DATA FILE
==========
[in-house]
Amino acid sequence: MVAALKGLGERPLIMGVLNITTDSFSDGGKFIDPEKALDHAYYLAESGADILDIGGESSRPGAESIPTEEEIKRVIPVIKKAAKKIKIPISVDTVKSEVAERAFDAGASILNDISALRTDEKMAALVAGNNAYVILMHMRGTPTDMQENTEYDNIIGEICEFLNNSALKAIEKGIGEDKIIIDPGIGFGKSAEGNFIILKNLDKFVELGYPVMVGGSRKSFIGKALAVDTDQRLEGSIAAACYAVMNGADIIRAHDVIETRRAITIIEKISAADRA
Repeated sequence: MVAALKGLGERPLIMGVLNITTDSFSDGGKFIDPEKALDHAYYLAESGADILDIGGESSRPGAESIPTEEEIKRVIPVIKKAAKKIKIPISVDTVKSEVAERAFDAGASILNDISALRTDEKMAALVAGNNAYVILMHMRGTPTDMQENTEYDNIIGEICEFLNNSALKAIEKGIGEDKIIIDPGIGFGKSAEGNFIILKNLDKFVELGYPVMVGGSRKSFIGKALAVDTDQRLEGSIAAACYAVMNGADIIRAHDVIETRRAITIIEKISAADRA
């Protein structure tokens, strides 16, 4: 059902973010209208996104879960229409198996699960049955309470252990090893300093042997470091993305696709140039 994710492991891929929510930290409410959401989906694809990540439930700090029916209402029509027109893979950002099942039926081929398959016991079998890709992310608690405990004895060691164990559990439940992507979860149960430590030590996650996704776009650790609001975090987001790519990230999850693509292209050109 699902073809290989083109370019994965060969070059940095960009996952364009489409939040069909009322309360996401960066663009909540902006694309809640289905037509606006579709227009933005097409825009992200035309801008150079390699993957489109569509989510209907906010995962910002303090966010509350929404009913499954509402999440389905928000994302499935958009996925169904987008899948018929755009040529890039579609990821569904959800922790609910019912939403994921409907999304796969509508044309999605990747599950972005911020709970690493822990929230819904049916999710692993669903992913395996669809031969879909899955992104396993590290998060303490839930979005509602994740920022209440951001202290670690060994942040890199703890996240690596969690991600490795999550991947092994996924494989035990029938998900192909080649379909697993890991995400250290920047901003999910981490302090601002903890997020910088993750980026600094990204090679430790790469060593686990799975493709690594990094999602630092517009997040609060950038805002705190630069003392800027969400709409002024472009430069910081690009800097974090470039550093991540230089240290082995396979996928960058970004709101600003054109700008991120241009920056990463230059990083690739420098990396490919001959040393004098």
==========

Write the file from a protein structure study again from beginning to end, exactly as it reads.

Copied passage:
[in-house]
Amino acid sequence: MVAALKGLGERPLIMGVLNITTDSFSDGGKFIDPEKALDHAYYLAESGADILDIGGESSRPGAESIPTEEEIKRVIPVIKKAAKKIKIPISVDTVKSEVAERAFDAGASILNDISALRTDEKMAALVAGNNAYVILMHMRGTPTDMQENTEYDNIIGEICEFLNNSALKAIEKGIGEDKIIIDPGIGFGKSAEGNFIILKNLDKFVELGYPVMVGGSRKSFIGKALAVDTDQRLEGSIAAACYAVMNGADIIRAHDVIETRRAITIIEKISAADRA
Repeated sequence: MVAALKGLGERPLIMGVLNITTDSFSDGGKFIDPEKALDHAYYLAESGADILDIGGESSRPGAESIPTEEEIKRVIPVIKKAAKKIKIPISVDTVKSEVAERAFDAGASILNDISALRTDEKMAALVAGNNAYVILMHMRGTPTDMQENTEYDNIIGEICEFLNNSALKAIEKGIGEDKIIIDPGIGFGKSAEGNFIILKNLDKFVELGYPVMVGGSRKSFIGKALAVDTDQRLEGSIAAACYAVMNGADIIRAHDVIETRRAITIIEKISAADRA
């Protein structure tokens, strides 16, 4: 059902973010209208996104879960229409198996699960049955309470252990090893300093042997470091993305696709140039 994710492991891929929510930290409410959401989906694809990540439930700090029916209402029509027109893979950002099942039926081929398959016991079998890709992310608690405990004895060691164990559990439940992507979860149960430590030590996650996704776009650790609001975090987001790519990230999850693509292209050109 699902073809290989083109370019994965060969070059940095960009996952364009489409939040069909009322309360996401960066663009909540902006694309809640289905037509606006579709227009933005097409825009992200035309801008150079390699993957489109569509989510209907906010995962910002303090966010509350929404009913499954509402999440389905928000994302499935958009996925169904987008899948018929755009040529890039579609990821569904959800922790609910019912939403994921409907999304796969509508044309999605990747599950972005911020709970690493822990929230819904049916999710692993669903992913395996669809031969879909899955992104396993590290998060303490839930979005509602994740920022209440951001202290670690060994942040890199703890996240690596969690991600490795999550991947092994996924494989035990029938998900192909080649379909697993890991995400250290920047901003999910981490302090601002903890997020910088993750980026600094990204090679430790790469060593686990799975493709690594990094999602630092517009997040609060950038805002705190630069003392800027969400709409002024472009430069910081690009800097974090470039550093991540230089240290082995396979996928960058970004709101600003054109700008991120241009920056990463230059990083690739420098990396490919001959040393004098």